The survey further demonstrates that insurers are as focused on improving and streamlining the processes around the purchase of life insurance as they are on designing and developing new products. Leading insurers with the best digital offerings are likely to outgrow their competitors, increase self-service capabilities, reduce business risk and enhance productivity.

On the distribution front, insurers must begin figuring out how to “digitize” the advice model – that is, provide access to guidance for consumers who need some help in figuring out the right life policy or annuity to purchase. Though many consumers are comfortable researching their options, an easy-to-use advice model may help close more sales through direct digital channels. Such an offering will be critical to serving the mid-market consumers who don’t possess enough assets to support the traditional model of compensation for agents or advisors they meet in face-to-face or retail settings.

The rapid pace of change in online access to insurance products challenges insurers in presenting a consistent digital customer experience. Insurers also have struggled with uneven data capture and sub-optimal analysis of consumer online activities. They will need to retool their digital and distribution strategies and systems to create a consistent omni-channel customer experience, breaking down product, customer and prospect data silos.

By delivering superior and uniform customer experiences across all digital touch points and effectively capturing and analyzing online consumer behaviors, successful insurers will achieve competitive differentiation in 2015. These factors are also important in that they support the aggregation of services. Increasingly, single companies are seeking to provide a broader range of financial services products – from banking and mutual funds to life insurance and annuities.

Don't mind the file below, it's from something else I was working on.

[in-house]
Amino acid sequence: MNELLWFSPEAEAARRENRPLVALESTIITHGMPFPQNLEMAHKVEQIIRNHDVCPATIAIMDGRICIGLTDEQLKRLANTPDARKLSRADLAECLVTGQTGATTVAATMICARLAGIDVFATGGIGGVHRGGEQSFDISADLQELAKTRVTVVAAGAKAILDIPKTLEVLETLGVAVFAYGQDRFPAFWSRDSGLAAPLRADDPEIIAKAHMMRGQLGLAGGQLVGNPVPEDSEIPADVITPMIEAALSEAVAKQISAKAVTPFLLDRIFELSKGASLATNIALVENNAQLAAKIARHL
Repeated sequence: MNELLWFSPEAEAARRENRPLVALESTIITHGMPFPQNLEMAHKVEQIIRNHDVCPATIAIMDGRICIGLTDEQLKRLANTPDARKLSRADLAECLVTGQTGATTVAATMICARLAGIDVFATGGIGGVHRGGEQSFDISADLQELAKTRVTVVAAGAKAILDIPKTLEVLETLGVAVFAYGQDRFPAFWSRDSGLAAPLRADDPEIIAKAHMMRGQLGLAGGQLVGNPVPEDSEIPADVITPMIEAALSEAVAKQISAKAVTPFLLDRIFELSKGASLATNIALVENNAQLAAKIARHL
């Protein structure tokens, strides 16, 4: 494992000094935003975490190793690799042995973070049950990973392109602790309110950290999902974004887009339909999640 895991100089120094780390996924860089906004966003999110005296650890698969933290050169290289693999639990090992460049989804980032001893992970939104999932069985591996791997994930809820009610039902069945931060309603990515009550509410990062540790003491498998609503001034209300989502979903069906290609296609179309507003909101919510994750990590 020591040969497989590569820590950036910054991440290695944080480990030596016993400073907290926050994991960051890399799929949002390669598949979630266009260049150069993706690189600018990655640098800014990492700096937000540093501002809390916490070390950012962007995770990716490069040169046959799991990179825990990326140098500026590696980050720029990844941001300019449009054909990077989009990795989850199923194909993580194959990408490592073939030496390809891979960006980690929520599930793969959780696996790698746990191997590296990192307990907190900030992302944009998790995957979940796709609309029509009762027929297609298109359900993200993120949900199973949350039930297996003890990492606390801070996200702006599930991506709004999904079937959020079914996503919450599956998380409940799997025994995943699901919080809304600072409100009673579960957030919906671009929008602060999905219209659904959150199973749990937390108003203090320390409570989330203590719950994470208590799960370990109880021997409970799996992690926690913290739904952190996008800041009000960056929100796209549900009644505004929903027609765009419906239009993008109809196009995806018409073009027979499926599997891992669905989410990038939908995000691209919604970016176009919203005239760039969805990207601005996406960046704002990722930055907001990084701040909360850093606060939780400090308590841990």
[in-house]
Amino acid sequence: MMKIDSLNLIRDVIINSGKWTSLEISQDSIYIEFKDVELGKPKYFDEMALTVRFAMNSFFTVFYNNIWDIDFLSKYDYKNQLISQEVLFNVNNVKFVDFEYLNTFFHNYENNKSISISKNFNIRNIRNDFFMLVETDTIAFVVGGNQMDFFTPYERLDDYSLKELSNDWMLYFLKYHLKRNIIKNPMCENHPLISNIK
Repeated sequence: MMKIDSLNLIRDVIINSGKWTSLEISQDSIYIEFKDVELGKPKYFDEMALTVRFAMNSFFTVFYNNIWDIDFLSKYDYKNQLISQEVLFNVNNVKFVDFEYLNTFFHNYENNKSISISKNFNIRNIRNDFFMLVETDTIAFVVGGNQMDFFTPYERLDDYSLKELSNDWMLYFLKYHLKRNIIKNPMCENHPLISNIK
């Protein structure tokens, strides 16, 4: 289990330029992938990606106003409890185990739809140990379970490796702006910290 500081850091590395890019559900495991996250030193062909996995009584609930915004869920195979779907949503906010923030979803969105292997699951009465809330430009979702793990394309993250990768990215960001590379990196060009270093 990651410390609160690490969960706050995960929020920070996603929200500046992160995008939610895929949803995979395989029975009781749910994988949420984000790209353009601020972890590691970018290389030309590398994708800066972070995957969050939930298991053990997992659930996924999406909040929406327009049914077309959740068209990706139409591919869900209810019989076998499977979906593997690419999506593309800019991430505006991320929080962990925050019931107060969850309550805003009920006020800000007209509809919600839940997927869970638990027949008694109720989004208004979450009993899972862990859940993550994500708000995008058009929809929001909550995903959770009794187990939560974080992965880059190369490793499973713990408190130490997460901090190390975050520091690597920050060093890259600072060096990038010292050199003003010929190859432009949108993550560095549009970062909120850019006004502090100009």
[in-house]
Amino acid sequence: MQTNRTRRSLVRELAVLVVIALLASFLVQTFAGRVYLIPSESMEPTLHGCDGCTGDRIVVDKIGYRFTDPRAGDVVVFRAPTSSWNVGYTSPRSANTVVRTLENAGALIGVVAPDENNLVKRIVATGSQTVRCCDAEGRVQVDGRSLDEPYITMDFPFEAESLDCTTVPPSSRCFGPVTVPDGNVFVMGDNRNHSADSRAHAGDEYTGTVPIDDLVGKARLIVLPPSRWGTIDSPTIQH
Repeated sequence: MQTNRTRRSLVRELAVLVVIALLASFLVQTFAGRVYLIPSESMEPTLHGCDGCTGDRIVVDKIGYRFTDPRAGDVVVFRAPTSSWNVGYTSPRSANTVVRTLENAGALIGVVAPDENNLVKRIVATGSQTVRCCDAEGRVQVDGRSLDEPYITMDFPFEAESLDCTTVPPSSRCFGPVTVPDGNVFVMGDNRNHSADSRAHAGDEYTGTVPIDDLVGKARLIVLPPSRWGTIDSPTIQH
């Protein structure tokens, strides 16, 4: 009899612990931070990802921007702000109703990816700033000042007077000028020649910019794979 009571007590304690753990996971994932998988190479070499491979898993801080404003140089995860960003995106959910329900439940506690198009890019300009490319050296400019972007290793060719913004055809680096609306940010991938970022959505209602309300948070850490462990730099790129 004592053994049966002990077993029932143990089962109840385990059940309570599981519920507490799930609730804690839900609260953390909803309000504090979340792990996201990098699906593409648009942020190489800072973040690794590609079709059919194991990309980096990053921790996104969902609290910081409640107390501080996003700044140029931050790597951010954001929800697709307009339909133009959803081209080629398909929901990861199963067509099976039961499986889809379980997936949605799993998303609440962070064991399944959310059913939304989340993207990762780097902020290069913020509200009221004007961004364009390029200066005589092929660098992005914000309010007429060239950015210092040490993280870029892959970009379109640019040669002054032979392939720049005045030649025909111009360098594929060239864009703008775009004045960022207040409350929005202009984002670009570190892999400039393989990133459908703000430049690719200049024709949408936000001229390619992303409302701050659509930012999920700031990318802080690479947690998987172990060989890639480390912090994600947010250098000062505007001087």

The success of these models – especially when they can be marketed to a “captive” customer base (i.e., via exchanges or through employers) – pose a significant competitive threat to standalone life or annuity players, with limited product lines and broad-based, retail distribution networks. As the line blurs between these product categories, the value of having an agile digital platform for marketing, distributing and serving customers increases dramatically.

The way ahead

The changes in life insurance and annuity distribution will be profound and have the potential to reshape the industry. More to the point, they are absolutely necessary for those that want to meet the needs of new customers in the middle-market space and take advantage of the potential efficiency gains offered by “digital-first” models. These are reasons for optimism in the life and annuity sectors.

But there is much work to be done for insurers to develop the technology platforms and digital experiences that will allow them to attract, advise, transact with and serve tomorrow’s customers. After all, those customers don’t think they’re disrupting when they take to digital channels to research and buy insurance and annuity products; they are just doing what comes naturally and using their preferred methods to buy the products they want and need.


The views expressed herein are those of the authors and do not necessarily reflect the views of Ernst & Young LLP or the global EY organization.